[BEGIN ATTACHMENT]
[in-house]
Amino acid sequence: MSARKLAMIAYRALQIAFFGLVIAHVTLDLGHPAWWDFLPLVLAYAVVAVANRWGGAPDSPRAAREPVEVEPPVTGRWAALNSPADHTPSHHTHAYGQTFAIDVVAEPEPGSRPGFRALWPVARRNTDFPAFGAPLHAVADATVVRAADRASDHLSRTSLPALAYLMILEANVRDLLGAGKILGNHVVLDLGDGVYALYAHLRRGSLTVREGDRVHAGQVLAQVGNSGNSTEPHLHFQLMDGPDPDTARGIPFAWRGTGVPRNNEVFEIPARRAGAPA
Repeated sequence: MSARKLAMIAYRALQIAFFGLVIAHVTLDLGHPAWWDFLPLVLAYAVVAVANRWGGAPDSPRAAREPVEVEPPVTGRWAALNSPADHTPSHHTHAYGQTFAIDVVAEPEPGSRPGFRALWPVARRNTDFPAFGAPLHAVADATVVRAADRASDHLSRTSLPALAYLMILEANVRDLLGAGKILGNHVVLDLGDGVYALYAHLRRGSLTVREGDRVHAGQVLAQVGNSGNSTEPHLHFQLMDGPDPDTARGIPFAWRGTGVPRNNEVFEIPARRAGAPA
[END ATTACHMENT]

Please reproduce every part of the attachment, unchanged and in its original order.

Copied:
[in-house]
Amino acid sequence: MSARKLAMIAYRALQIAFFGLVIAHVTLDLGHPAWWDFLPLVLAYAVVAVANRWGGAPDSPRAAREPVEVEPPVTGRWAALNSPADHTPSHHTHAYGQTFAIDVVAEPEPGSRPGFRALWPVARRNTDFPAFGAPLHAVADATVVRAADRASDHLSRTSLPALAYLMILEANVRDLLGAGKILGNHVVLDLGDGVYALYAHLRRGSLTVREGDRVHAGQVLAQVGNSGNSTEPHLHFQLMDGPDPDTARGIPFAWRGTGVPRNNEVFEIPARRAGAPA
Repeated sequence: MSARKLAMIAYRALQIAFFGLVIAHVTLDLGHPAWWDFLPLVLAYAVVAVANRWGGAPDSPRAAREPVEVEPPVTGRWAALNSPADHTPSHHTHAYGQTFAIDVVAEPEPGSRPGFRALWPVARRNTDFPAFGAPLHAVADATVVRAADRASDHLSRTSLPALAYLMILEANVRDLLGAGKILGNHVVLDLGDGVYALYAHLRRGSLTVREGDRVHAGQVLAQVGNSGNSTEPHLHFQLMDGPDPDTARGIPFAWRGTGVPRNNEVFEIPARRAGAPA